Whatever can go wrong, will go wrong

Dually with trailer, JD backhoe, and John Deere Gator
Fully loaded and ready to move to the new farm

Prior to moving our cows to the new farm we had to move our equipment there so we could work. The new farm is only about 5 miles away so there was debate on how we’d move the backhoe. Should we just drive it over? Should we load it on our heavy duty trailer? Would the new truck even haul that much weight? Whenever you see an ad for a dually, it’s always something like this.

It’s not a Chevy, but their ads are just like it.

So this truck of mine is supposed to pull a tractor. Should be ok right?  I mean, they wouldn’t show pictures in an ad that you can’t do in real life, right?

Yeah right. I look up the specs on the John Deere 310SJ and it turns out that it weighs about 17,000 pounds. The trailer I am using weighs about 8,000 pounds. The John Deere Gator weighs about 1000 pounds. The truck itself weighs a bit more than 7000 pounds. That gives me a total combined gross vehicle weight of 33,000-34,000 pounds which is right at the published limit for this truck. Should be interesting.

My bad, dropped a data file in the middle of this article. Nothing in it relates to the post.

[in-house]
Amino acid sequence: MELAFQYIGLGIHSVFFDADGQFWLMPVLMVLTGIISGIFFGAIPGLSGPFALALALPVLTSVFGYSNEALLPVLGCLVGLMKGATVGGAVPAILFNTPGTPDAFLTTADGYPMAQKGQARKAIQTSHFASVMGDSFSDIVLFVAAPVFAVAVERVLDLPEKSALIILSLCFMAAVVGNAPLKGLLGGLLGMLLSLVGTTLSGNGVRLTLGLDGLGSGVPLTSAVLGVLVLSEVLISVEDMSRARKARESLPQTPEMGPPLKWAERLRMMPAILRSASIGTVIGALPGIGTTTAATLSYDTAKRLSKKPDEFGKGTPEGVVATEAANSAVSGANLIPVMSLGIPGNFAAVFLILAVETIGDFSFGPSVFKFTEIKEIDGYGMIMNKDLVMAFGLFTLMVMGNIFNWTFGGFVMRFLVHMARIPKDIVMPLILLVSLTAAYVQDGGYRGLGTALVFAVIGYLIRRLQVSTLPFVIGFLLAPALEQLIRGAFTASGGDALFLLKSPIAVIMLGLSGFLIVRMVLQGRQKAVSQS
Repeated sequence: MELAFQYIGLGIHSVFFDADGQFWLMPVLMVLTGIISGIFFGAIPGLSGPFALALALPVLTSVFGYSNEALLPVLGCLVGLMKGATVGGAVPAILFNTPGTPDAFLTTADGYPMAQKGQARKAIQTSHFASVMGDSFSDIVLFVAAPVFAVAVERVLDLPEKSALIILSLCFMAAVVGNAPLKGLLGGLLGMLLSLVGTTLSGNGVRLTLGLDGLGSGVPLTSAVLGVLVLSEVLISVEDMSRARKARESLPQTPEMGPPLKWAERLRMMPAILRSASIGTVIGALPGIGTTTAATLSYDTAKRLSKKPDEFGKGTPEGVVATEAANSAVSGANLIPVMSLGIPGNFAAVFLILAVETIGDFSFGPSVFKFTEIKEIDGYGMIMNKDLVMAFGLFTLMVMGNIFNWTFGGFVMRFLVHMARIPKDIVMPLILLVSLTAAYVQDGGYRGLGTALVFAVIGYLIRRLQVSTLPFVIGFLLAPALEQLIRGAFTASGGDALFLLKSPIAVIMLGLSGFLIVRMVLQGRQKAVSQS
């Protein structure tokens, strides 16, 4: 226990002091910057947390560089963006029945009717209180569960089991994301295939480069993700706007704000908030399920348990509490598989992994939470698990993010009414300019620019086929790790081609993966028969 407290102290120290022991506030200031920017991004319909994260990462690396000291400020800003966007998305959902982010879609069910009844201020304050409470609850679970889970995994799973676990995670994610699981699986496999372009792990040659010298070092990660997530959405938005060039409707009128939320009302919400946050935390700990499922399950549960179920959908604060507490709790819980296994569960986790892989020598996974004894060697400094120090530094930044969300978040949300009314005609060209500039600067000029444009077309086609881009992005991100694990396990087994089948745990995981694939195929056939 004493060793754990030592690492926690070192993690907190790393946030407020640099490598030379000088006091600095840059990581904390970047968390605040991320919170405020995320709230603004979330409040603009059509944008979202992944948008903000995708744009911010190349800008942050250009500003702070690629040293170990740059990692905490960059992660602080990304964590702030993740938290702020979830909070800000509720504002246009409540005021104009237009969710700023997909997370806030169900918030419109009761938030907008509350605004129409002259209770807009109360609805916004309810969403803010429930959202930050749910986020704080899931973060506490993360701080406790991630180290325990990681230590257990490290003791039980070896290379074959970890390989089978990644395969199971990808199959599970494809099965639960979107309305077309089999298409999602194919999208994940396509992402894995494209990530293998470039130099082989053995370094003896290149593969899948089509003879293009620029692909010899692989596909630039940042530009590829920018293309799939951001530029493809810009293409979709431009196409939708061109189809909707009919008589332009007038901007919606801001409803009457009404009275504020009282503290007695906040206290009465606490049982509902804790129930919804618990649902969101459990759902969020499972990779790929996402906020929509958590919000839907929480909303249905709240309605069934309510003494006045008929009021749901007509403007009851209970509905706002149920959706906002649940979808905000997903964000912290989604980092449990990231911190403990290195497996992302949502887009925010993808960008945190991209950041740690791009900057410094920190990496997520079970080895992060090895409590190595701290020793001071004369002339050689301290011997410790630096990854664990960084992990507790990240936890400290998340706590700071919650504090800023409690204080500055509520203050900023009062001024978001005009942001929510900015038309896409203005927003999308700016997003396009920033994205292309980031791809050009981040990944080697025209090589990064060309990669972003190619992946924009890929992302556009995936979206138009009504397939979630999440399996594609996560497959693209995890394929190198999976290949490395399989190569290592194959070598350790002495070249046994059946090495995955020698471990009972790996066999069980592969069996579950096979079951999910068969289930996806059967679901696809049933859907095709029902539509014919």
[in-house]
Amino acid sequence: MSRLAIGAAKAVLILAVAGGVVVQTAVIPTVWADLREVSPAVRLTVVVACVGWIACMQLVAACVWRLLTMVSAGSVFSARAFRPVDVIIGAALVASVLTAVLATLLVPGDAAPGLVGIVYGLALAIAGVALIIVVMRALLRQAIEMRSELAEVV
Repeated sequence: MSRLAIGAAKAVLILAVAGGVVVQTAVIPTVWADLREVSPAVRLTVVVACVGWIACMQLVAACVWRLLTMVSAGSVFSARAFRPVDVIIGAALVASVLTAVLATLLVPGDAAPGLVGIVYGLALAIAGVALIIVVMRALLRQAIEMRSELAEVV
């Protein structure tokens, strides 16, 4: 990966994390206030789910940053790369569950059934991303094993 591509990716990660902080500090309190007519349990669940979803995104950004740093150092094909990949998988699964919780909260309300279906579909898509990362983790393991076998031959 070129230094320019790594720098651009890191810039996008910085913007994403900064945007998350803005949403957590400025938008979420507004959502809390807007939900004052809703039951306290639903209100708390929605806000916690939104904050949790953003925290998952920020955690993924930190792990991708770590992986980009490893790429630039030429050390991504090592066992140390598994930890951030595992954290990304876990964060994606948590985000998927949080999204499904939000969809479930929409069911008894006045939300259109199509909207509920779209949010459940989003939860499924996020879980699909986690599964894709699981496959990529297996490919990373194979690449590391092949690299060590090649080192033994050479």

So Miguel and I play Tetris with the backhoe, the Gator, the forks, etc. until we finally get everything to fit and the weight distributed correctly. We then get out the 47 chains and binders and start binding things in place. After a few false starts (mainly by me) we get everything bound down in the correct positions and secure. We pull around the barn and are going to make the final preps when Miguel points out that his side of the trailer is looking a little low. Sure enough one of the tires looks sad.

We pull back around the barn and put air in the tire. We can’t really run it to a set pressure because it’s already so loaded but we can pump it up some. Hmm, this isn’t working. What about the inside tire? Air goes into it, and right back out through the hole in it.

Sigh

We grab the patch kit and try to patch the hole. Turns out the hole is actually a gash and we can’t patch it. Some head scratching ensues and we decide to unbind everything, put all the 47 chains and binders away, unload the backhoe, unload the Gator, and drive the backhoe to the farm.

Backhoe driving down the road.
Miguel in the backhoe, me following in the truck

Then the next day I get to drive the trailer and have the tire patched, which cost $30 but a lot less than a new tire.

Just another day on the farm.

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